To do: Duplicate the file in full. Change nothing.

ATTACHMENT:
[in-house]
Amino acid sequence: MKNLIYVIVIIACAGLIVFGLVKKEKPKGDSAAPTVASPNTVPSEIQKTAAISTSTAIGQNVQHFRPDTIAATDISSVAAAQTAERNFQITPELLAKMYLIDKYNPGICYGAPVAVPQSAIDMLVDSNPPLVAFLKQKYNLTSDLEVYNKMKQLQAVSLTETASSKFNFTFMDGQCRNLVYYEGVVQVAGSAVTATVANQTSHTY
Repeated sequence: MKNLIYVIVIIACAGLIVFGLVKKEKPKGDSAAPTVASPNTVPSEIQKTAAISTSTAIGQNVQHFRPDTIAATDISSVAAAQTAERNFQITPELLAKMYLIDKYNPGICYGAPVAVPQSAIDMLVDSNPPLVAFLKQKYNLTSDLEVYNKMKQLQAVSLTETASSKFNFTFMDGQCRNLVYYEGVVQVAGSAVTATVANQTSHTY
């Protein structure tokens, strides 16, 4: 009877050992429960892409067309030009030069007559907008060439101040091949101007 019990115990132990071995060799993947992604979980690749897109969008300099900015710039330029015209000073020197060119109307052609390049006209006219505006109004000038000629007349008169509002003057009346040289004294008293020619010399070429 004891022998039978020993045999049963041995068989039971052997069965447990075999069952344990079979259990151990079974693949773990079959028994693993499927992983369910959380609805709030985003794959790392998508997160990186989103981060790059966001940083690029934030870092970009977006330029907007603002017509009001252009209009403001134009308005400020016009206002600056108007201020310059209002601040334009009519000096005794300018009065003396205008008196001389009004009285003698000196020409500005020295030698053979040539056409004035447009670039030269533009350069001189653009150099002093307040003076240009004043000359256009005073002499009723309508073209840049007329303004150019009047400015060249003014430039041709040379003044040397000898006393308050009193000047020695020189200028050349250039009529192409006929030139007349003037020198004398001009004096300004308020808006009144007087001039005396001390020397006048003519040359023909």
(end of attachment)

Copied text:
[in-house]
Amino acid sequence: MKNLIYVIVIIACAGLIVFGLVKKEKPKGDSAAPTVASPNTVPSEIQKTAAISTSTAIGQNVQHFRPDTIAATDISSVAAAQTAERNFQITPELLAKMYLIDKYNPGICYGAPVAVPQSAIDMLVDSNPPLVAFLKQKYNLTSDLEVYNKMKQLQAVSLTETASSKFNFTFMDGQCRNLVYYEGVVQVAGSAVTATVANQTSHTY
Repeated sequence: MKNLIYVIVIIACAGLIVFGLVKKEKPKGDSAAPTVASPNTVPSEIQKTAAISTSTAIGQNVQHFRPDTIAATDISSVAAAQTAERNFQITPELLAKMYLIDKYNPGICYGAPVAVPQSAIDMLVDSNPPLVAFLKQKYNLTSDLEVYNKMKQLQAVSLTETASSKFNFTFMDGQCRNLVYYEGVVQVAGSAVTATVANQTSHTY
């Protein structure tokens, strides 16, 4: 009877050992429960892409067309030009030069007559907008060439101040091949101007 019990115990132990071995060799993947992604979980690749897109969008300099900015710039330029015209000073020197060119109307052609390049006209006219505006109004000038000629007349008169509002003057009346040289004294008293020619010399070429 004891022998039978020993045999049963041995068989039971052997069965447990075999069952344990079979259990151990079974693949773990079959028994693993499927992983369910959380609805709030985003794959790392998508997160990186989103981060790059966001940083690029934030870092970009977006330029907007603002017509009001252009209009403001134009308005400020016009206002600056108007201020310059209002601040334009009519000096005794300018009065003396205008008196001389009004009285003698000196020409500005020295030698053979040539056409004035447009670039030269533009350069001189653009150099002093307040003076240009004043000359256009005073002499009723309508073209840049007329303004150019009047400015060249003014430039041709040379003044040397000898006393308050009193000047020695020189200028050349250039009529192409006929030139007349003037020198004398001009004096300004308020808006009144007087001039005396001390020397006048003519040359023909």